Looking back over previous episodes: Here I was, getting my direction from disembodied voices. Then crossing three continents and as many oceans. Stealing an expensive blanket from some very nice people. I say, “borrowed” But that’s not how it would look if I failed to return it before they saw it missing. Wandering around in a desert. What’s significant about any of this? Where was the big pay off – trans-personal awakening – spiritual transformation? Jerusalem Syndrome manifests more than one plot line. What could I say? I’d had an entertaining adventure but little more. Telling this story has been the easy part – unpacking it – giving readers a valuable, “Take Away,” will be another challenge. Continue Reading
Back down from the mountain and back to life. The next mornings edition of the Jerusalem Post did not carry news of my adventure. No letters ever arrived thanking me for my contribution to peace in the Middle East. I just did a very wild, strange thing and then went back to work. Were there implications – at least something to be learned ? Yes. but they were cumulative and often difficult to recognize until later. Hearing voices and acting on visionary directives – readers ask, when will it all make sense? Actually, invaluable information was being imparted all along the way. We will look at this in more depth in future articles. But first, come with me on a trip to the Scotland. Continue Reading
It was twelve years later. Twelve years after an angelic encounter at the Wall in Jerusalem the opening event in this story series. A lot happens in twelve years. Like anyone – by degrees, I was a different person – am a different person today. But without regard for the passing of time the memory of certain events remains current. Time passed but I continued to feel that there should and would be some kind of closure – some end note to make sense of those events and the rest of the weird stuff I’ve recounted here. Continue Reading
This title could refer to a bad novel – one that plays on plot lines stolen from all those other thrillers you’ve read. For others there’s a ring of something from a different sort of book – or heard from a wise teacher – the idea that the end of all things was known before anything began. Continue Reading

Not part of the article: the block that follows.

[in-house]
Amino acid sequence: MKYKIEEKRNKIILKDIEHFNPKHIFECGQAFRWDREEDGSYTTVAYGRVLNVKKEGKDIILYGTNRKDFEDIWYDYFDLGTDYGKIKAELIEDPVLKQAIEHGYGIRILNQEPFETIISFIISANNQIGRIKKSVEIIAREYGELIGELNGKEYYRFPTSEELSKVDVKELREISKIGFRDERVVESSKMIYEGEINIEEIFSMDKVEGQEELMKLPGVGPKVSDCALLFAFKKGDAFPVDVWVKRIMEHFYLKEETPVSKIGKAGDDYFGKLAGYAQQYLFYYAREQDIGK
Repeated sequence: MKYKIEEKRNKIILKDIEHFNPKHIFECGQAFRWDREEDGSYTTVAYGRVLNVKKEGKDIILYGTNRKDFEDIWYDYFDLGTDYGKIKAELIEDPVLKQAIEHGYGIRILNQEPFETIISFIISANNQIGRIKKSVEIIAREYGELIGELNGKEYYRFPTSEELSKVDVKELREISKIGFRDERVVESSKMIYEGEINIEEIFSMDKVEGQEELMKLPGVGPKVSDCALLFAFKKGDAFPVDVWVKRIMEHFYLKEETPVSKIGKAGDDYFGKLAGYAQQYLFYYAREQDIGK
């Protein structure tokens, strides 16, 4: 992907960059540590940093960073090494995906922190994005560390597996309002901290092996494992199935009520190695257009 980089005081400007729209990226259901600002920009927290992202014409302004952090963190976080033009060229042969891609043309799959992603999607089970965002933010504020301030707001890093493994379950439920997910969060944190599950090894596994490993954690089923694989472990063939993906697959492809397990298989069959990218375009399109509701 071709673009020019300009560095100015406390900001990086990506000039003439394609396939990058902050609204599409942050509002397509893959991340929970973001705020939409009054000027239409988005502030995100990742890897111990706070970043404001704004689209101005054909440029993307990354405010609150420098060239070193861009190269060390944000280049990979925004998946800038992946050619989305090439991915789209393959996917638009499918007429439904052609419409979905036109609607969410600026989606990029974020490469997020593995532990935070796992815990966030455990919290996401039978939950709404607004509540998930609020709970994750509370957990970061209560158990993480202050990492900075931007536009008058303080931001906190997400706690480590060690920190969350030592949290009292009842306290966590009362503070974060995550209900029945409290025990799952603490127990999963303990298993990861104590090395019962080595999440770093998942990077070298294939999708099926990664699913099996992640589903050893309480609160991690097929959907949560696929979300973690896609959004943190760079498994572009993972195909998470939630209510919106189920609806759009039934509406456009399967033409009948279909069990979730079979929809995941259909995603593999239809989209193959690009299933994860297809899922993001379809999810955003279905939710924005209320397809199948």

This article is copyrighted – the property of Stan Tenen / The Meru Foundatioin: see meru.org
This post is temporary. I have directed you to my own site rather than meru.org to isolate this particular article in order to not confuse readers with material that is related but comparatively complex. Inclusion of all that appears Stan’s site and this source page in particular would result in even more confusion than that which my Facebook post will create all by itself.
THE CAR PASSING TRICK
It is essential, if this experiment going to work, that you NOT take it seriously at first. It must be ONLY for amusement (at least at first). This is the “bitul” aspect (bitul is the Hebrew term for self-abnegation of will, will-less-ness, and humility). Think of it as a “controlled folly” (as Carlos Castenada put it in his works on Yaqui Indian “sorcery”.)
The reason what you are about to do, and especially its outcome, MUST be a “folly” is because if there is any desired outcome whatsoever, your ego will be involved and you will not have nullified your will. That is not bitul. (It is interesting to speculate that this might be because, physically speaking, conscious ego involvement collapses the “wave equation” prematurely and prevents the experiment from working.)
The necessity of nullifying your will provides some additional guidelines for the experiment. You must either be completely alone, or the people you are with must never know what you are doing. (You can do this without telling your companions.)
If you tell anyone before you try the experiment, your reputation and the credibility of the experiment will be riding on whether or not you are “successful.” This is not bitul. This is ego involvement and it engages rather than nullifies your will, so the experiment will not work.
If you intend to tell anyone after the experiment – either bragging about success, or mocking the foolish-superstitious experiment if you fail – your ego will be involved and the experiment will not work.
Now, if you are already a person who can nullify their will, like a tzaddik (saint), these precautions are not necessary. But, it is best to start out without presuming you are a tzaddik. <smile> (Presumptiveness is willfulness.) Willful ego-consciousness is inextricably tied to our 3-D bodies. The experience of “hyper”-reality is not consistent with 3-D reality, because 3-D reality is causal and deterministic. Although this is a repeatable experiment with consistent effects, it is definitely NOT physically causal in the usually understood sense. What other sense is possible, you ask? Read on.
If the experiment is going to have meaning for you, you must be prepared to keep it entirely to yourself. You may, however, repeat the experiment to your heart’s content. You will find that IF and WHEN you are able to meet all the conditions, the experiment will become reliable – from your point of view. Of course, there won’t be any other point of view, because you are never going to tell anyone about any particular experiment at any time when it could be externally checked on. Without humility, the experiment will fail. You cannot objectively demonstrate this experiment to anyone else. You can only encourage them to try it, and, if they succeed, to discuss their and your common experiences.